This in no way is meant as criticism for patients going into nursing homes or for family members who do not assume a more active role in such difficult times, but only to acknowledge the presence of such care-givers and the thankless task they perform.
Raymond D. Bahr, M.D.
An idea for Bush
I am concerned that President Bush's desperation to be re-elected may affect his judgment in dealing with the present, extremely critical international situation.
It occurs to me that it might be wise if the president included Gov. Bill Clinton in the present discussions and perhaps even in the United Nations negotiations on world affairs.
Such an act would be a statement that his personal glory is less important to him than the peaceful functioning of the world. In the event he wins, nothing is lost. In the event Mr. Clinton wins, there is much to be gained.
It seems to me that one of the major problems in this country is the overzealous manufacturer. In an effort to cut costs to the bone, he is slowly eliminating the very thing he courts.
With more and more people out of work, who is to buy his products?
At Bethlehem Steel in the 1930's, the first signs of automated steel production appeared. Not to worry, we were told. Automation would surely create more jobs.
At that point, Beth Steel had a work force of 25,000. Today, 6,000 or so remain.
I am not suggesting we stifle progressive methods and new ideas, but the hatchet men with their slide rules and computers are overdoing it just a bit.
Charles S. DeLuca
A case for science
Rev. Frank R. Haig, in his letter of Aug. 13, contends that specific scientific discoveries, such as the recent data from the Cosmic Background Explorer (COBE), are relatively unimportant.
What really matters, he insists, is that such discoveries reveal "a pattern of intelligibility" that he implies has been put in the physical world by a creator. It seems that to Rev. Haig, COBE might as well be turning a letter or two in a big "Wheel of Fortune" game in the sky.
Such relegation of science to an interesting guessing game is rather easy to get away with in the realm of cosmology. What about the more down-to-earth concerns?
Over the past two centuries, humankind eliminated smallpox from the globe through medical and sociological research and concerted immunization campaigns. For all the prior millennia, no amount of suffering, hope or prayer seemed to make a dent in that disease.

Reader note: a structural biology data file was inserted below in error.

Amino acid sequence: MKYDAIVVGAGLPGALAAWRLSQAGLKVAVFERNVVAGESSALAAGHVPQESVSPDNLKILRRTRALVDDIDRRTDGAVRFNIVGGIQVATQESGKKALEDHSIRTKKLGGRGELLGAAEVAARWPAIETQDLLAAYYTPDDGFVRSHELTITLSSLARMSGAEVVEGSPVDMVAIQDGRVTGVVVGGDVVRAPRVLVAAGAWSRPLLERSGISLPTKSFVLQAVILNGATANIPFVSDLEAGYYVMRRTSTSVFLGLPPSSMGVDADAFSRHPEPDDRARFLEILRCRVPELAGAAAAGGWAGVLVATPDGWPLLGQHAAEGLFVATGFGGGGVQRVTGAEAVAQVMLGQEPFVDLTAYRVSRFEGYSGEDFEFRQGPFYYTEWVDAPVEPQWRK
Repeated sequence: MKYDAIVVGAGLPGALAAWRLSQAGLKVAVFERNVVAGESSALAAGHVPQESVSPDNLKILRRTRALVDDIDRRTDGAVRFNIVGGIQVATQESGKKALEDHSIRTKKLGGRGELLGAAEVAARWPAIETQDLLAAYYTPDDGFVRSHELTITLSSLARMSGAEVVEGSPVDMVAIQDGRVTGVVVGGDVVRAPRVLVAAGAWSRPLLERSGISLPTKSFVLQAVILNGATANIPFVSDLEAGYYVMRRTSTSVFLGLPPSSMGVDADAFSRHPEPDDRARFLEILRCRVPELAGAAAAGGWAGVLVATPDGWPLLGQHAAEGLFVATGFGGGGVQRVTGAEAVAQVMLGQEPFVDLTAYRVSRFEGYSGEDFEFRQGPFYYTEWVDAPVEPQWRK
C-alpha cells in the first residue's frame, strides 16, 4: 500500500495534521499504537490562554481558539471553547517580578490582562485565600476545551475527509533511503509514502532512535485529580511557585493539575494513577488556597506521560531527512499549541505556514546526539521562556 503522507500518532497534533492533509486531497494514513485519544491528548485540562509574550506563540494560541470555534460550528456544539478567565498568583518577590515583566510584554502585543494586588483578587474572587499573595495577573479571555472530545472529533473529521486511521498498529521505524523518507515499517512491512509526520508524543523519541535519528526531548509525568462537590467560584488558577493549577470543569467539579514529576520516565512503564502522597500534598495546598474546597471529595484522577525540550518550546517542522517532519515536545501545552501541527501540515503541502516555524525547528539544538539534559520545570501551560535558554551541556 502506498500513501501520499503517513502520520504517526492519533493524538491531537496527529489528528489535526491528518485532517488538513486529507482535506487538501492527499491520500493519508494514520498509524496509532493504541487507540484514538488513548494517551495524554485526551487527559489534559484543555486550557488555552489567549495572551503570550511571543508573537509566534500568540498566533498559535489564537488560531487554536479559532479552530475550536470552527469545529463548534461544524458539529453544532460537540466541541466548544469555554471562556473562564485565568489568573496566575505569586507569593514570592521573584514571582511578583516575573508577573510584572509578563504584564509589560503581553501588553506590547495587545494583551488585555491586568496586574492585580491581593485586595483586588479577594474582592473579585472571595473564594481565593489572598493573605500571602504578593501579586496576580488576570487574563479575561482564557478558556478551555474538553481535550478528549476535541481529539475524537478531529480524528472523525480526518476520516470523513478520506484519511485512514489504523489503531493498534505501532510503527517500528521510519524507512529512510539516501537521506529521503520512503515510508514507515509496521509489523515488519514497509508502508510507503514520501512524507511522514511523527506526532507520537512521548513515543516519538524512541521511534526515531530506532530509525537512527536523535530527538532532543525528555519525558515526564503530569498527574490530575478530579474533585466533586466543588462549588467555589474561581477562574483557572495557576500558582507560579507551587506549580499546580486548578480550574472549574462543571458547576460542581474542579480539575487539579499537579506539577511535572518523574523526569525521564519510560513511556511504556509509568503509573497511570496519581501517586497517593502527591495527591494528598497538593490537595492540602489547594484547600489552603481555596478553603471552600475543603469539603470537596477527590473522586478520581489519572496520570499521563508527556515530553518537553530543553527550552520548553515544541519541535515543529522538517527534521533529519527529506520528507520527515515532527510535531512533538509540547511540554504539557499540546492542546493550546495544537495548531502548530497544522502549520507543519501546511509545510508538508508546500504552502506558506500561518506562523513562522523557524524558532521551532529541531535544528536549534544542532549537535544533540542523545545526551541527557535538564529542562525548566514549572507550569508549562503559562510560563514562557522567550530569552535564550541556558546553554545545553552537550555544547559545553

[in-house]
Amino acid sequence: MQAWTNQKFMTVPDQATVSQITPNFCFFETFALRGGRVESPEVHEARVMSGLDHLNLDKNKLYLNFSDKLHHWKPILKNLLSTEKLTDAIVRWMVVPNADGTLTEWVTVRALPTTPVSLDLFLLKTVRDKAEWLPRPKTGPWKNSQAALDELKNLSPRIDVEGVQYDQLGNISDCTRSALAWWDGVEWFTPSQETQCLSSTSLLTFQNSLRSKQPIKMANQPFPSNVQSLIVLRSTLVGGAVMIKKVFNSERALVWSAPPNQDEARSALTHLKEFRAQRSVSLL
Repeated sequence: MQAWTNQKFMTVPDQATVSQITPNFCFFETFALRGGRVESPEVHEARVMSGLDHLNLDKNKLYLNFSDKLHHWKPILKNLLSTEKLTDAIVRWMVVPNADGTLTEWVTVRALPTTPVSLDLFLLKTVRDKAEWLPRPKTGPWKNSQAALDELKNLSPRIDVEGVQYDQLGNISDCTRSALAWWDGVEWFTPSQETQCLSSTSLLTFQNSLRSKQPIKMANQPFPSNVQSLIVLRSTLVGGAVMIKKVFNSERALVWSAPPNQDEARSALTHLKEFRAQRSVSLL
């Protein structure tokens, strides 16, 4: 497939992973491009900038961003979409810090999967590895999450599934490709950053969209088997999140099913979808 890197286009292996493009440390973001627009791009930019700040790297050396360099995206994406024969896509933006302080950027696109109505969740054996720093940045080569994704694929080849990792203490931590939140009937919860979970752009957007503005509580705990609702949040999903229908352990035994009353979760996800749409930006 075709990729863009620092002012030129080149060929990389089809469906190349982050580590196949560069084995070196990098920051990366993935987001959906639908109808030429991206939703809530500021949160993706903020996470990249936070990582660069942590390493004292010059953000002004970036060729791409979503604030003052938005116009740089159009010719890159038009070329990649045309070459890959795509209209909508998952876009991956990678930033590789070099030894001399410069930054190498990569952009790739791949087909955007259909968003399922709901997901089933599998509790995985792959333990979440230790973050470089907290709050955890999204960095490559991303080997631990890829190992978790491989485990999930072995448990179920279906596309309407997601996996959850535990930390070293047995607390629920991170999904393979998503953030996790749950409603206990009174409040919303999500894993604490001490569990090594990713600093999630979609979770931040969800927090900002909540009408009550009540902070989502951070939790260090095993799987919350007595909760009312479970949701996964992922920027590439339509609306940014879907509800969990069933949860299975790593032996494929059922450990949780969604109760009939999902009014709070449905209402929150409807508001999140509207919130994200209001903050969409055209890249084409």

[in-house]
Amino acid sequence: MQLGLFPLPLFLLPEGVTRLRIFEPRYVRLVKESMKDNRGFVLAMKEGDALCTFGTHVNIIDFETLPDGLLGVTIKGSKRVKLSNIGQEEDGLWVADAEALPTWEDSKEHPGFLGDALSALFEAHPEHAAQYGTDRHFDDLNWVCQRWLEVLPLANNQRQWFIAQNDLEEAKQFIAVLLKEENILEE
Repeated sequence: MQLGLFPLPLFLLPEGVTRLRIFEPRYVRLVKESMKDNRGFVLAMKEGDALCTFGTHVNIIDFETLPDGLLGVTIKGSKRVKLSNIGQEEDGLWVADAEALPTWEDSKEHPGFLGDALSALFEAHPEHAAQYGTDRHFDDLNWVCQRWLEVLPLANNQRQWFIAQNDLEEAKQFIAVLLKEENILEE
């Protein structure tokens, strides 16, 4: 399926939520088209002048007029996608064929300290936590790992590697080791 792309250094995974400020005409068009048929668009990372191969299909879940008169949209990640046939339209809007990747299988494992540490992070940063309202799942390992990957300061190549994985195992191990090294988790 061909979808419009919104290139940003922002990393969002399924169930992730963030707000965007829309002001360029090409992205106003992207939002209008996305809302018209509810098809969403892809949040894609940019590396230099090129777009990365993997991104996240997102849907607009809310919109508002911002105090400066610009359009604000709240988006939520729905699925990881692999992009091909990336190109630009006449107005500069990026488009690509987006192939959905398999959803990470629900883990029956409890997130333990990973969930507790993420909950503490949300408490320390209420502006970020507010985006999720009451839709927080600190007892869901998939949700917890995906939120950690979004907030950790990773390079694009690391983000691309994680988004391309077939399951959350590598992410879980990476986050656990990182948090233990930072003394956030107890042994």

Were humans given intelligence by a creator so that we would eventually find the cure? Was the world made intelligible by a supreme being so we could end our suffering when we had learned enough? What a perverse deity Rev. Haig must worship.
I submit that humans can comprehend nature because human intellect arose and developed in a struggle to survive in this world. Our species, using mainly its wits to stay alive, would have perished, as did many proto-human groups, if we could not have mastered some of nature's most basic rules.
We have come a long way from our first fire-making ancestors. With research and dedication, we will cure AIDS and walk on Mars. I hope we are smart enough to stop killing each other. And if we eventually solve the great cosmological questions, so much the better.
Is this all part of some grand scheme? I see no reason to think so.
Larry D. Rosen
I just wanted to alert the people who fly in and out of the Baltimore-Washington International Airport that the security there is lousy.
Recently my mother flew in from Florida to attend a family reunion for her birthday celebration. I flew from Georgia and met her at the airport.
She went to get her luggage. A tall person dressed in black stole her purse. I couldn't believe someone would steal an elderly lady's purse.
We went to the police office in the airport to report it. The officer said the thief was long gone -- "They are professionals."
Now if the officers know they are at the airport, why don't they watch for that problem? Do they care? You are now alerted.